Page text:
While the Troy Lee Designs A3 excels in many areas, ventilation is not one of them. It’s not the worst I’ve used, but it’s certainly not the best. The A3’s 16 vents, though an improvement over the older A2, are on the smaller side and they don’t allow air to flow particularly well. That being said, here in the Pacific Northwest, the A3 is the perfect companion for about 9 months out of the year. Only when temperatures rise above 80 degrees or so do I reach for better-ventilated helmets, like Fox’s Speedframe Pro. If your rides are generally cool in nature, then the Troy Lee Designs A3 should provide plenty of ventilation for your needs.
During my time with the A3, I tested several different types and styles of glasses and I’m pleased to report that I experienced zero issues. The helmet didn’t push them down on my nose, which can be a problem with some helmets like the POC Kortal Race MIPS, and the glasses’ arms were easy to slide in and out as I removed them from my face. Although I’m not typically a half-shell and goggle type of rider, my Giro Blocks fit fine with the A3. As with most high-coverage half shells that prioritize protection, glasses storage is not a strong suit of the Troy Lee Designs. I was able to finagle them into the vents on the helmet, but it wasn’t a smooth process. If this is important to you, check out Oakley’s DRT5 helmet, which has little grippers specifically made for this purpose.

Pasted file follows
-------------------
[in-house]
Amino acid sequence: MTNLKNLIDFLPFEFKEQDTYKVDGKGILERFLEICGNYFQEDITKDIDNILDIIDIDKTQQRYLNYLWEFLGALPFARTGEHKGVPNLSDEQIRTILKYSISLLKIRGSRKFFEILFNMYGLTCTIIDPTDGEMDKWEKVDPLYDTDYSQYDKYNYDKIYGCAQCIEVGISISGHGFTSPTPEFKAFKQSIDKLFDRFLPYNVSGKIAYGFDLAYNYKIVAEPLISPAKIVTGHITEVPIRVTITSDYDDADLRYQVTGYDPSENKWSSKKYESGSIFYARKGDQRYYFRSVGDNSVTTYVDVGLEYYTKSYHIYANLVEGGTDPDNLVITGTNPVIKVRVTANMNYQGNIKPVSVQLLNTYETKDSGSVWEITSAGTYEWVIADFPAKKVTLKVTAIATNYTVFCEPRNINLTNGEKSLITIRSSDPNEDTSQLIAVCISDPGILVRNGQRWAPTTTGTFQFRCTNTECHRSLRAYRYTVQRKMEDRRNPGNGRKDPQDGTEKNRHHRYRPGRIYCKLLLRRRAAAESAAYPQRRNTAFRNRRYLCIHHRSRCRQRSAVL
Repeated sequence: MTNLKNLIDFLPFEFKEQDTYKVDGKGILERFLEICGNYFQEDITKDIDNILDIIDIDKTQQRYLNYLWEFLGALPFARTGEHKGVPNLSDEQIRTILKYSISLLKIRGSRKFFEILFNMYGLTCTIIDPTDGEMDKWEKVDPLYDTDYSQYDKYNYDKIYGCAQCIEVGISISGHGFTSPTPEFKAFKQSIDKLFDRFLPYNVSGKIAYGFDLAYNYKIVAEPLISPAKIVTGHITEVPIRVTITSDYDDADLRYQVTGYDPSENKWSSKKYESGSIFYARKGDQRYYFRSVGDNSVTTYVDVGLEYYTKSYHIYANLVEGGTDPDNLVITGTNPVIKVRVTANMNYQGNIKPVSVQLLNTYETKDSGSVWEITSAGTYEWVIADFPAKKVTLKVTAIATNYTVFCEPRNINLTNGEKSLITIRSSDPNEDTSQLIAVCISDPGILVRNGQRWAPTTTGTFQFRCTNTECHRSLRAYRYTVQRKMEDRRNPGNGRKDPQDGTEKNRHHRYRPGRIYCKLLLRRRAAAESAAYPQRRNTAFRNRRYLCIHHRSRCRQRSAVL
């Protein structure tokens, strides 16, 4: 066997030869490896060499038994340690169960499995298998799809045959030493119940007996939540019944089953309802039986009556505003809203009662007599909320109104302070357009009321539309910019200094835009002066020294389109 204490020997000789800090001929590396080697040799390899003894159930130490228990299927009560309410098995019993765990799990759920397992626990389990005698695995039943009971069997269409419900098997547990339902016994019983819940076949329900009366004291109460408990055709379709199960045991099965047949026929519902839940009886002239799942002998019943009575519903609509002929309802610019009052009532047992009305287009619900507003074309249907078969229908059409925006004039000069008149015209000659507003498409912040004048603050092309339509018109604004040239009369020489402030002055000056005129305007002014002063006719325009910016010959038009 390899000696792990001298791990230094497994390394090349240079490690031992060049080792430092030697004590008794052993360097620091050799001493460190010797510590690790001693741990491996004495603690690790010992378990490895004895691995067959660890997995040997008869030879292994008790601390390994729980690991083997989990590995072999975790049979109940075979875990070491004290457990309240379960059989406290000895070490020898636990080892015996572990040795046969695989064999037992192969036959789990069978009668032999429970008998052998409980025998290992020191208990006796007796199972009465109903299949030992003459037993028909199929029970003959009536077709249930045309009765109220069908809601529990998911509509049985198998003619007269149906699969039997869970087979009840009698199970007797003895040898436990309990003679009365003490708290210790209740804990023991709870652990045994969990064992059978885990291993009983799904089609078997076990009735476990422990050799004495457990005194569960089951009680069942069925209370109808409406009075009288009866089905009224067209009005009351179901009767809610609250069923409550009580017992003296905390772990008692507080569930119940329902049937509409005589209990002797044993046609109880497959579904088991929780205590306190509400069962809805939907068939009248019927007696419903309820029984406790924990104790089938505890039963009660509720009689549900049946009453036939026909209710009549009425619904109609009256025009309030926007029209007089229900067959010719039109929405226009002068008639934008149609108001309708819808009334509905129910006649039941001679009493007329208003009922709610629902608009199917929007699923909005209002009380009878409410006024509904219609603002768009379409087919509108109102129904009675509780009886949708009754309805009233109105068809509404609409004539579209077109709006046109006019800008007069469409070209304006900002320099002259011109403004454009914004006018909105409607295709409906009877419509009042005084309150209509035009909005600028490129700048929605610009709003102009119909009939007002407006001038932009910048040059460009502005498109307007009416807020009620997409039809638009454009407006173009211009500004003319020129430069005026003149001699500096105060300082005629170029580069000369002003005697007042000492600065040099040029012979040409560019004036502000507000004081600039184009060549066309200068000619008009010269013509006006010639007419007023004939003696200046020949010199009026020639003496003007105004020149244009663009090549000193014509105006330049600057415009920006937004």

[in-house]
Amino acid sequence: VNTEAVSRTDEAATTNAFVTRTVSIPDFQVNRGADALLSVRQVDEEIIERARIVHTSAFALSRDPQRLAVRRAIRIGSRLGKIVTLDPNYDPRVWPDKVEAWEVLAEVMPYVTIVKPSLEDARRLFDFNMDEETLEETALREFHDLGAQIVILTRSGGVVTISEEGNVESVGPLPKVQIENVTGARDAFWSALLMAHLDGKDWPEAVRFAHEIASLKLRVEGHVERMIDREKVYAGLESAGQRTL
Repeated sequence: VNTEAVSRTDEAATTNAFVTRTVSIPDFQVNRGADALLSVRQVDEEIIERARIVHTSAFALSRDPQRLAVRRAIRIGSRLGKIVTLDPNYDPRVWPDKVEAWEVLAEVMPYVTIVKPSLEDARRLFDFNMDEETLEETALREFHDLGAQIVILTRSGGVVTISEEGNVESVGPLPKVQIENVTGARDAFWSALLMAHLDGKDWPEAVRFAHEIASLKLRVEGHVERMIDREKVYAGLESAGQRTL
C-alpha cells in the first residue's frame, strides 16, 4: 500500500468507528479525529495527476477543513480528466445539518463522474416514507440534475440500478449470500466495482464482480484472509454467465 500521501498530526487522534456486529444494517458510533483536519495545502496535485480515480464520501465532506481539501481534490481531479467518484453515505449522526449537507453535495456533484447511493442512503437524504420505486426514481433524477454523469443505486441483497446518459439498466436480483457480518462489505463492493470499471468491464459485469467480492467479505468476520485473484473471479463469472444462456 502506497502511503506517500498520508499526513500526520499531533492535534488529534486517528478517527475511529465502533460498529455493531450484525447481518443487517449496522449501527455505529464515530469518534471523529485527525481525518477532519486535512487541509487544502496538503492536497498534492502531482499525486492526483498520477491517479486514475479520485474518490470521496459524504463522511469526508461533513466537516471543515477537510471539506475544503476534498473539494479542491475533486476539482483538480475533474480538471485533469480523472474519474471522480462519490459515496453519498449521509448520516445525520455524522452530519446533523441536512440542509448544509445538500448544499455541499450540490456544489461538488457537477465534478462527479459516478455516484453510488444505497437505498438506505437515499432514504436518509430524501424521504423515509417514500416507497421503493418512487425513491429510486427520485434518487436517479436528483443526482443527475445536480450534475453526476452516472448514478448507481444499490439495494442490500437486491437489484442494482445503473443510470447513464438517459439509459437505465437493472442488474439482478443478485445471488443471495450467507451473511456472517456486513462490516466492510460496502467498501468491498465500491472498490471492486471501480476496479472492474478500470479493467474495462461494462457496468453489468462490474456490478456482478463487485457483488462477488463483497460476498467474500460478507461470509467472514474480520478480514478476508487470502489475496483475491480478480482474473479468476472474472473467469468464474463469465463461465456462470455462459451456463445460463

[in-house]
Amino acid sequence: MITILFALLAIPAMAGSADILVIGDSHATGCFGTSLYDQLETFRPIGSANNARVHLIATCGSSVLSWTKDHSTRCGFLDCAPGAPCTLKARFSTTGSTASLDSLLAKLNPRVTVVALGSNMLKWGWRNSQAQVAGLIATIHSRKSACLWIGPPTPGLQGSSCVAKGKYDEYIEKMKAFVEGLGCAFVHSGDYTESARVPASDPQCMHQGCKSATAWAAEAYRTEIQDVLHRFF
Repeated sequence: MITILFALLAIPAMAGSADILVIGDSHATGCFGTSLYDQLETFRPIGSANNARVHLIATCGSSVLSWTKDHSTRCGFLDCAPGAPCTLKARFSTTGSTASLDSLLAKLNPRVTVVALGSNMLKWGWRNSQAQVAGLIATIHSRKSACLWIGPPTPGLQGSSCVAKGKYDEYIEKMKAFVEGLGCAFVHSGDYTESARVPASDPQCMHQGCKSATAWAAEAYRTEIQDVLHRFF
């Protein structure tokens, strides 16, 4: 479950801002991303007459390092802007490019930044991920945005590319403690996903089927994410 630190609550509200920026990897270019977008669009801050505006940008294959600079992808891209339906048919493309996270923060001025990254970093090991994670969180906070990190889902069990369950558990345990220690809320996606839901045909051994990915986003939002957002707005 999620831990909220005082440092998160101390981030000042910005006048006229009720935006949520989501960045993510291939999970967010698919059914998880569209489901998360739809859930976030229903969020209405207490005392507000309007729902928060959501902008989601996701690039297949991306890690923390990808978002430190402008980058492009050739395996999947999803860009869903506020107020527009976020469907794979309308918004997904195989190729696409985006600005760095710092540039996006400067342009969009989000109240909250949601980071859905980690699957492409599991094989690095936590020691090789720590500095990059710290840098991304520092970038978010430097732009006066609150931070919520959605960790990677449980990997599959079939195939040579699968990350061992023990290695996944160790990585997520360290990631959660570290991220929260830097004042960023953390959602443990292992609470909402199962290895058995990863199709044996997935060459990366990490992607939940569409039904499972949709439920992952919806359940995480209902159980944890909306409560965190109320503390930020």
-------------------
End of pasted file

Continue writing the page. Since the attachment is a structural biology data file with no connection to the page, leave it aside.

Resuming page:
How Much Does the Troy Lee Designs A3 Weigh?
On my scale, the Troy Lee Designs A3 weighs 14.7 ounces in a size M/L, which is 0.8 ounces over the claimed weight and makes it one of the heavier high-coverage half-shell options. It’s 1.3 ounces heavier than the Fox Speedframe Pro (13.4 ounces) and outweighs the 14.2 ounce POC Kortal Race MIPS by half an ounce. Adding to the A3’s above-average weight is its solid feel, which isn’t necessarily a bad thing, but it’s noticeably more stout in hand when compared to the mountain bike helmets listed above. I’ll admit that I may be splitting hairs (see what I did there), but I also know from experience that on long rides extra ounces can add up. Having said all that, the standout comfort of the A3 makes it all but disappear on the trail and I wouldn’t let the weight scare you away from this standout performer.
Key Features of the Troy Lee Designs A3
The Troy Lee Designs A3 features a B-Series MIPS liner that integrates seamlessly into the helmet. Unlike other helmets I’ve tried over the years, the liner remains silent while descending trails at speed, doesn’t interfere with airflow, and hasn’t caught my hair yet. The B-Series version is also unique in that it is directly attached to the fit dial, offering a more streamlined finish (other versions utilize a two-piece design). There isn’t much to talk about with the MIPS liner, and that’s not a bad thing.
I didn’t really understand the allure of magnetic Fidlock buckles until I spent a good amount of time using them. It’s definitely not a revolutionary technology for helmets, but the quick clipping and one-handed operation have won me over. For reasons unknown–maybe it just makes me feel like a cool kid–I’m a fan of unbuckling my mountain bike helmets on long and slow fireroad climbs, and the Fidlock buckle happily obliges with minimal fuss.